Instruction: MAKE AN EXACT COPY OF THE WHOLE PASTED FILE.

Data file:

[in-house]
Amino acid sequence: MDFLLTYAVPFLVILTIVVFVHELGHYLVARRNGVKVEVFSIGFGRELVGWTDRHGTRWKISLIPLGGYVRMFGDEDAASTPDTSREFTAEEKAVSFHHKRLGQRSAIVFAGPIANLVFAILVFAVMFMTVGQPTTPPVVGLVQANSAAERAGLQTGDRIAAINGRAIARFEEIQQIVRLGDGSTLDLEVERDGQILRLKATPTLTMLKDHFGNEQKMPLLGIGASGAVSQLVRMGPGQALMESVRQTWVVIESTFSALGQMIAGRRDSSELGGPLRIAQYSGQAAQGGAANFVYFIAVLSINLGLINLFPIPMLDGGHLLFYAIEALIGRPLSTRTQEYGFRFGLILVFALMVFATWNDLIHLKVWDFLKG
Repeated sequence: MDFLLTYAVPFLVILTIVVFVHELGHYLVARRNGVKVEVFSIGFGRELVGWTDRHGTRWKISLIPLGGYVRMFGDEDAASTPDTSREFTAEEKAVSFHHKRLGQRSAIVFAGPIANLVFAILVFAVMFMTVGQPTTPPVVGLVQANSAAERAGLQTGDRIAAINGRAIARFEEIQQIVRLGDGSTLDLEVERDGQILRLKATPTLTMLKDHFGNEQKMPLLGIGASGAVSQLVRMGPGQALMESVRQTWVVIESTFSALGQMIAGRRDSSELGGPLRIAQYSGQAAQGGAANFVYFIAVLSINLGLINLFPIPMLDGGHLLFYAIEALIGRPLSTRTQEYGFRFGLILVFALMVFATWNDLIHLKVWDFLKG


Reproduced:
[in-house]
Amino acid sequence: MDFLLTYAVPFLVILTIVVFVHELGHYLVARRNGVKVEVFSIGFGRELVGWTDRHGTRWKISLIPLGGYVRMFGDEDAASTPDTSREFTAEEKAVSFHHKRLGQRSAIVFAGPIANLVFAILVFAVMFMTVGQPTTPPVVGLVQANSAAERAGLQTGDRIAAINGRAIARFEEIQQIVRLGDGSTLDLEVERDGQILRLKATPTLTMLKDHFGNEQKMPLLGIGASGAVSQLVRMGPGQALMESVRQTWVVIESTFSALGQMIAGRRDSSELGGPLRIAQYSGQAAQGGAANFVYFIAVLSINLGLINLFPIPMLDGGHLLFYAIEALIGRPLSTRTQEYGFRFGLILVFALMVFATWNDLIHLKVWDFLKG
Repeated sequence: MDFLLTYAVPFLVILTIVVFVHELGHYLVARRNGVKVEVFSIGFGRELVGWTDRHGTRWKISLIPLGGYVRMFGDEDAASTPDTSREFTAEEKAVSFHHKRLGQRSAIVFAGPIANLVFAILVFAVMFMTVGQPTTPPVVGLVQANSAAERAGLQTGDRIAAINGRAIARFEEIQQIVRLGDGSTLDLEVERDGQILRLKATPTLTMLKDHFGNEQKMPLLGIGASGAVSQLVRMGPGQALMESVRQTWVVIESTFSALGQMIAGRRDSSELGGPLRIAQYSGQAAQGGAANFVYFIAVLSINLGLINLFPIPMLDGGHLLFYAIEALIGRPLSTRTQEYGFRFGLILVFALMVFATWNDLIHLKVWDFLKG